## Quickfur's renders

Discussion of tapertopes, uniform polytopes, and other shapes with flat hypercells.

### Quickfur's renders

Hi all,

For your viewing pleasure, I present:

Octagonny!

What's that?!

Octagonny is a 4-dimensional polytope with 48 identical cells. Each cell is a truncated cube (a cube with its corners cut off). It is properly known as the "bitruncated 24-cell", and, as this name implies, is derived from the 24-cell by truncating its vertices at half the depth it takes to get to its dual.

Octagonny is very cool because it is not among the 6 regular polychora, yet has identical cells. The 4D Catalan solids (the duals of the uniform polychora) also have identical cells, but this one is special because its cells are uniform, whereas the cells of the Catalan solids are non-uniform. The only other 4D polytope with this property is the bitruncated 5-cell, a 10-celled creature having truncated tetrahedra as cells.

Erm, but isn't that picture just a 3D object?

Indeed, the picture is a 3D object... of the image of the octagonny projected into 3-space via a perspective projection. In other words, it's the image that would form in the retina of a Tetronian when she looks at an octagonny. The rotation is happening entirely in 3D, so you don't see any of the cool rotation effects when something rotates in 4D. I added in the rotation because it helps to see the 3D structure of the projected image better.

Aha! I see missing/wrong ridges in your animation!

Yes, yes, I know, something isn't quite right with the face lattice I used to render the image. Some of the ridges are missing some vertices for some reason, and some have been omitted because they appear to be truncated (only 2 vertices, not sure why). I generated the polytope data from a 24-cell using Komei Fukuda's cdd solver, by computing the dual 24-cell, then hand-merging the vertices of both together, and then computing the resulting face lattice. (The centres of the octagonny's cells are precisely the vertices of a 24-cell and its dual, so once I have the vertices of a 24-cell and its dual, suitably scaled, of course, I have the normal vectors to the octagonny's cells. From there, I run cdd to compute the resulting polytope.) Obviously, something went wrong somewhere in the process. However, due to the large number of vertices and ridges (288 vertices, 576 edges, and 336 ridges), I can't possibly sort through everything manually to find out what's wrong.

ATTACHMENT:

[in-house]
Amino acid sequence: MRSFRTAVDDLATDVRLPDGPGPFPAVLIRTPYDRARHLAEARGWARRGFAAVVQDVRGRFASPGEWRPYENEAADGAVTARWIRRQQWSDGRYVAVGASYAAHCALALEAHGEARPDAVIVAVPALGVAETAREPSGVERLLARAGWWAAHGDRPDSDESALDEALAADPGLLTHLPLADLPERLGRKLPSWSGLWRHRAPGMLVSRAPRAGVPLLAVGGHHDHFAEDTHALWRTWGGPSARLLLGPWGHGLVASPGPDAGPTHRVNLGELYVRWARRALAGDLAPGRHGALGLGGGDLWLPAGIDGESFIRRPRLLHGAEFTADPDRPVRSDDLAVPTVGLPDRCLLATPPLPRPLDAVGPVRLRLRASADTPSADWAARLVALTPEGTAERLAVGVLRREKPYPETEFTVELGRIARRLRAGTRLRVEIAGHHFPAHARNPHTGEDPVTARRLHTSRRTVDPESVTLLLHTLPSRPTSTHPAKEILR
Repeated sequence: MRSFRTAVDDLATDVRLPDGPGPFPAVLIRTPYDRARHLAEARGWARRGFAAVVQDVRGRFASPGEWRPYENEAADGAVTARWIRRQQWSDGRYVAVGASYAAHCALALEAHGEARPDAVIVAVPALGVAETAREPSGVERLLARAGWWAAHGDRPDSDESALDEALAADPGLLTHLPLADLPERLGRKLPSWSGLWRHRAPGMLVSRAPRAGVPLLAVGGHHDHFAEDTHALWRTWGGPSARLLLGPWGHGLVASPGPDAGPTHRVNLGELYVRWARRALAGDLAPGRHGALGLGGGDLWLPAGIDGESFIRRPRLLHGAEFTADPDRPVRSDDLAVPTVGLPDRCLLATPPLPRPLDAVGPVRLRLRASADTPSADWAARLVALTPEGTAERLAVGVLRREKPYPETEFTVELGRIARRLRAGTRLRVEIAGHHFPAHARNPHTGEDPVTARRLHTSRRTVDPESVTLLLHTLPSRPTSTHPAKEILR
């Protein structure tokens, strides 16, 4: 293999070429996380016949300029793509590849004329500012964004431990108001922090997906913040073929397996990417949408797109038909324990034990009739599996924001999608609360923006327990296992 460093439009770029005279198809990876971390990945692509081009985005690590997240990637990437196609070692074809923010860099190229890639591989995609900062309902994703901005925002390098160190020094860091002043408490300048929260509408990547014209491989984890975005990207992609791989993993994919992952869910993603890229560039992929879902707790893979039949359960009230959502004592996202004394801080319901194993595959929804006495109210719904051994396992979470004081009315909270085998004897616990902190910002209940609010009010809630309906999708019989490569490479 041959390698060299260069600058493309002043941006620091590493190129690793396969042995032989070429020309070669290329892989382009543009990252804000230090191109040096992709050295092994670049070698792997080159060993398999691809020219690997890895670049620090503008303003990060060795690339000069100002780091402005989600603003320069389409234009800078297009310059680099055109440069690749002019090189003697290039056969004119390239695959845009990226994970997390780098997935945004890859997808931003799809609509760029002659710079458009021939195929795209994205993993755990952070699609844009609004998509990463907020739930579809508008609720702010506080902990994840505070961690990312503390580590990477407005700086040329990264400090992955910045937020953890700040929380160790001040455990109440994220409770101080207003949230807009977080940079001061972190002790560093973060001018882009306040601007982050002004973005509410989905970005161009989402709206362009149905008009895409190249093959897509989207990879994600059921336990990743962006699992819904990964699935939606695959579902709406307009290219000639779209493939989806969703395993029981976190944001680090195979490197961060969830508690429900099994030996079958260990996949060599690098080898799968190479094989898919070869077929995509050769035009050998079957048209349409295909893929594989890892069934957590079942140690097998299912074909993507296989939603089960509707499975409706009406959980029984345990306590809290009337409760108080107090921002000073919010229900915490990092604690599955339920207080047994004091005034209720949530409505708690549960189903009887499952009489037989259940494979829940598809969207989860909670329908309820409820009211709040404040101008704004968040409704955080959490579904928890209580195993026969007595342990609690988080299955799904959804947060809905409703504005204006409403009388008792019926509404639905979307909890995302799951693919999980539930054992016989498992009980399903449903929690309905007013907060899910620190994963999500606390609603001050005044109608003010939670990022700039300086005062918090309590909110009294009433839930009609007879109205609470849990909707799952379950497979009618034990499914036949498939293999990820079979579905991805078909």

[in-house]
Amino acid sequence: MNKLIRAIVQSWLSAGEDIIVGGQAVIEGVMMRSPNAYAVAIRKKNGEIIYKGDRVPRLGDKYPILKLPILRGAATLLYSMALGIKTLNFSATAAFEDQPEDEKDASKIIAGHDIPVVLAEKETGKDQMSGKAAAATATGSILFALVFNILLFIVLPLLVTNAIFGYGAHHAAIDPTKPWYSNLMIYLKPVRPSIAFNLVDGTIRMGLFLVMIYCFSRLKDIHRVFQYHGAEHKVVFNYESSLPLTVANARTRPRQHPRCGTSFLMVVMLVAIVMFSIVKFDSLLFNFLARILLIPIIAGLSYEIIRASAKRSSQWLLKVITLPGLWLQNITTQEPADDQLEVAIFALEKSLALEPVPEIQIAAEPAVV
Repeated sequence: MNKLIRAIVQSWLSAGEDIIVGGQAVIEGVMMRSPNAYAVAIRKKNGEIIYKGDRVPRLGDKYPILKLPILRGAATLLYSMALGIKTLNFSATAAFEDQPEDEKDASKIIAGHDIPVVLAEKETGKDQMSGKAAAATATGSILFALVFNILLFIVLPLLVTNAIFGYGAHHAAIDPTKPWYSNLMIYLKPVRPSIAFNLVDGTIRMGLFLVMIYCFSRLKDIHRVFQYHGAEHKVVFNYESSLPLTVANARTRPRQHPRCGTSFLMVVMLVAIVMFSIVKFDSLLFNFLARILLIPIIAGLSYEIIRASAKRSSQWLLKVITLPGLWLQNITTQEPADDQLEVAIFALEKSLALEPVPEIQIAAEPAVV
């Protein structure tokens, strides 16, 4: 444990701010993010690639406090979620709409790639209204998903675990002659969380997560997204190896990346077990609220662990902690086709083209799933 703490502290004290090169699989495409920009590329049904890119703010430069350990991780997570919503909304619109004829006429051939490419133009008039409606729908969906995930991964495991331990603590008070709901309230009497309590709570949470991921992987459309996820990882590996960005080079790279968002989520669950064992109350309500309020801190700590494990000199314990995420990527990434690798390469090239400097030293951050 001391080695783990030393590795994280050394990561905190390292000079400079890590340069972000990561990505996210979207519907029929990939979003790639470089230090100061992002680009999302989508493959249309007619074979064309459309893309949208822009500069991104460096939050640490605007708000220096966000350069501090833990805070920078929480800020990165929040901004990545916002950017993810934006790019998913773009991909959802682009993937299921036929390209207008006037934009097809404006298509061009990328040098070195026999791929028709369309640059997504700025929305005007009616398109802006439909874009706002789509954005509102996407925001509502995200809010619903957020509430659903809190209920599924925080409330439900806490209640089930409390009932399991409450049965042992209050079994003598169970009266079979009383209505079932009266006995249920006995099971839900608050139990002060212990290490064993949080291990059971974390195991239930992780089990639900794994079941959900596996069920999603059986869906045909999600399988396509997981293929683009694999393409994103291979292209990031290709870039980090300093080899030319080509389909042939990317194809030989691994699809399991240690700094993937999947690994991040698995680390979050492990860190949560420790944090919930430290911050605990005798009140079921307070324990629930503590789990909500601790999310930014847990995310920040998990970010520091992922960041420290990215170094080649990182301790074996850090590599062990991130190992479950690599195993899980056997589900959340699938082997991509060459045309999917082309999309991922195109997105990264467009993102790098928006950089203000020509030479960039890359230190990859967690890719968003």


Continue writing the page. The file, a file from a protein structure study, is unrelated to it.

I probably have to regenerate the data files, and merge them more carefully to find out what exactly has gone wrong. It might also be a problem in the program I wrote to do the projection and generate the povray polygons.

But at any rate, I've been dying to see the octagonny for years... now, finally I can confirm that what I saw in my mind's eyes was correct. In fact, just looking at the animation gives me new insights into the structure of the octagonny. It's amazing how a picture is really worth more than a thousand words.
quickfur
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### Re: Octagonny!

I've written a script to consistently convert cdd's output format to the internal representation my projection program uses, so now the wrong faces are fixed. Here is the new animation of octagonny:

I've highlighted the central cell (the one closest to the 4D viewpoint), so that the structure of the rest of the projection is more easily distinguished.